In orthotropic-plate construction, a steel-plate deck is used instead of concrete. The plate is topped with a wearing surface that may or may not be concrete. The steel-plate deck serves the usual deck function of distributing loads to main carrying members, but it also acts as the top flange of those members (Art. 11.20). Because the deck provides a large area, orthotropic-plate construction is very efficient in resisting bending. With a lightweight wearing surface, furthermore, bridges of this type have relatively low dead load, a characteristic particularly important for keeping down the costs of long spans. Figure 12.57 shows some examples of cross sections that have been used for orthotropic-plate bridges.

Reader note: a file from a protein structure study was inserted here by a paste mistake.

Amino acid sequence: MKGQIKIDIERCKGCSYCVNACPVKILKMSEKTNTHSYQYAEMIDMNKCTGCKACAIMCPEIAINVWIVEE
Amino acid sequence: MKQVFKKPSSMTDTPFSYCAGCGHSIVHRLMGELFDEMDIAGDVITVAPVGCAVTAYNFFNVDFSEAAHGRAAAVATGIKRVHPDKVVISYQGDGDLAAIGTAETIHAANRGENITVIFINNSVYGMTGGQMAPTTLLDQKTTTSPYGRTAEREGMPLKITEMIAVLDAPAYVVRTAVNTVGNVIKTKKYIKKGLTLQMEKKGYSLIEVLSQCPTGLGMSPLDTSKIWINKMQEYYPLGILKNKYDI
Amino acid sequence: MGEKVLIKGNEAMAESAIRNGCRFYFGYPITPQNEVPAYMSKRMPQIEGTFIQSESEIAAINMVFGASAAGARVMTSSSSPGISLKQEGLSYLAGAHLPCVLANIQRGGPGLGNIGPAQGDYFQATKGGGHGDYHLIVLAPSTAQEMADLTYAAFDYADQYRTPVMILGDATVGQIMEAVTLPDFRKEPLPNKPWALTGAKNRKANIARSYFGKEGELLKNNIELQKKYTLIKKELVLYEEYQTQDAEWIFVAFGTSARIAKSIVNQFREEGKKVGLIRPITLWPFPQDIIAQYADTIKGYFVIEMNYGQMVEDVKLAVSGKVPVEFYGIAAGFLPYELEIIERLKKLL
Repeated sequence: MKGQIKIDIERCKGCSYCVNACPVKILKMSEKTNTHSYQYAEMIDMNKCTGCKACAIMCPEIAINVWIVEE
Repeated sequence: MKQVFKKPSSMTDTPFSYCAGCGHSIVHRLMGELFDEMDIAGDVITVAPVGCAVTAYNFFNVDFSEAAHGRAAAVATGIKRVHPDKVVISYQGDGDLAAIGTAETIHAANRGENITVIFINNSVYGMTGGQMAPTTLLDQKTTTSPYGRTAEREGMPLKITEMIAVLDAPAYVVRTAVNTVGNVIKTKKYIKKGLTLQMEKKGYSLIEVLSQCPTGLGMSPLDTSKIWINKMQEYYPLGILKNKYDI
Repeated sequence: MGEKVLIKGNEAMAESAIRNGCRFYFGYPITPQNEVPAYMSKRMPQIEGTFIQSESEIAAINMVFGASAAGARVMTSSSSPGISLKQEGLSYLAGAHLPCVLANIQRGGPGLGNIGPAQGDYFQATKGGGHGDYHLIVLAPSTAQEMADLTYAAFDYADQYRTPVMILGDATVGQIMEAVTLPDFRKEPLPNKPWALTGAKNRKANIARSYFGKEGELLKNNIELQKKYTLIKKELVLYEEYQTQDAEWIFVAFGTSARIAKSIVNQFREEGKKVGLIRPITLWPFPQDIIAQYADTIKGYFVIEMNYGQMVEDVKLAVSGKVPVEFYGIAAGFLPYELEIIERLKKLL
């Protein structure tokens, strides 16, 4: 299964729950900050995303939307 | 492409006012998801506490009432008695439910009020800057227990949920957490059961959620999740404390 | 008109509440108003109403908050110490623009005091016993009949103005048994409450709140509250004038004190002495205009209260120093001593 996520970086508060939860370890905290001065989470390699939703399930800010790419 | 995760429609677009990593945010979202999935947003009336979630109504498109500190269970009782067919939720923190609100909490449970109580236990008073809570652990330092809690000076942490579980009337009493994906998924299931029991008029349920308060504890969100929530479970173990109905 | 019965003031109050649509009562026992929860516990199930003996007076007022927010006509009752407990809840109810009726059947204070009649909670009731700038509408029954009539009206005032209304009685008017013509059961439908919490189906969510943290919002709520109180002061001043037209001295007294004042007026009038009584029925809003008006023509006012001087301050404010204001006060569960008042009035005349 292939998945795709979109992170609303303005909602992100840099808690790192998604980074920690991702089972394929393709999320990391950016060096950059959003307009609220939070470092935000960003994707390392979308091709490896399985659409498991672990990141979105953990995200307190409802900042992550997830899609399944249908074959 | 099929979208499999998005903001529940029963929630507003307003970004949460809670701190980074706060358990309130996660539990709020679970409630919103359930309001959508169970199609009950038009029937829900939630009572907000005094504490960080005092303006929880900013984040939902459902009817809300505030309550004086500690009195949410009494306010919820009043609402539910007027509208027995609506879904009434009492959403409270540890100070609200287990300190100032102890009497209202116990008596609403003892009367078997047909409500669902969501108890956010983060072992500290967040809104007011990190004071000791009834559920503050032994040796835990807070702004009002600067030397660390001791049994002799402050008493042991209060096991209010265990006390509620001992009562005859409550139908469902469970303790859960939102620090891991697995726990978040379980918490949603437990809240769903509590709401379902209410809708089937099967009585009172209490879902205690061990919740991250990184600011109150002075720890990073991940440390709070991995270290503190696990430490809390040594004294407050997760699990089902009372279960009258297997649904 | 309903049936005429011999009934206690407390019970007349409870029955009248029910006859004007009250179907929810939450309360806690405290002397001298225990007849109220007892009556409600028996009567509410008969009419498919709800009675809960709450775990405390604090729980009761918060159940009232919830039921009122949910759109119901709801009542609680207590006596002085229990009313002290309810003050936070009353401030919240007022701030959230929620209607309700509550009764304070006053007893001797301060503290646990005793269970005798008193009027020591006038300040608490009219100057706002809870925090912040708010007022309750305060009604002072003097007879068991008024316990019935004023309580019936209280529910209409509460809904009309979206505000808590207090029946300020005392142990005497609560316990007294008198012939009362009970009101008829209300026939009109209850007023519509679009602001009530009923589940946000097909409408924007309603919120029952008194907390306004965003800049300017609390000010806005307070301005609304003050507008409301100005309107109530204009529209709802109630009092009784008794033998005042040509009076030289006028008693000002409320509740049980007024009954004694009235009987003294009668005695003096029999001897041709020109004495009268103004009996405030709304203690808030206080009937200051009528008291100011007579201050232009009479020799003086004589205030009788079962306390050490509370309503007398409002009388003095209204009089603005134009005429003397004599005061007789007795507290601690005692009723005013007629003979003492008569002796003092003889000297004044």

These examples indicate that orthotropic plates often are used with box girders. In addition to low dead weight, this type of construction offers many of the advantages of composite box girders discussed in Art. 12.12. The examples, however, are all long-span bridges.
It may also be economical for medium spans to use orthotropic plates with girders with inverted-T shapes.
For relatively simple types of orthotropic-plate bridges, such as those with the type of cross section shown in Fig. 12.58, approximate analyses by the Pelikan Esslinger method or similar methods give sufficiently accurate results for practical purposes. For more complex types, more accurate analyses may be desirable. These can be executed with the aid of computers. Special attention should be given to the stability of deep webs and wide flanges and to the effect of shear lag on wide decks.
(T. G. Galambos, ‘‘Guide to Stability Design Criteria for Metal Structures,’’ John Wiley & Sons, Inc., New York.)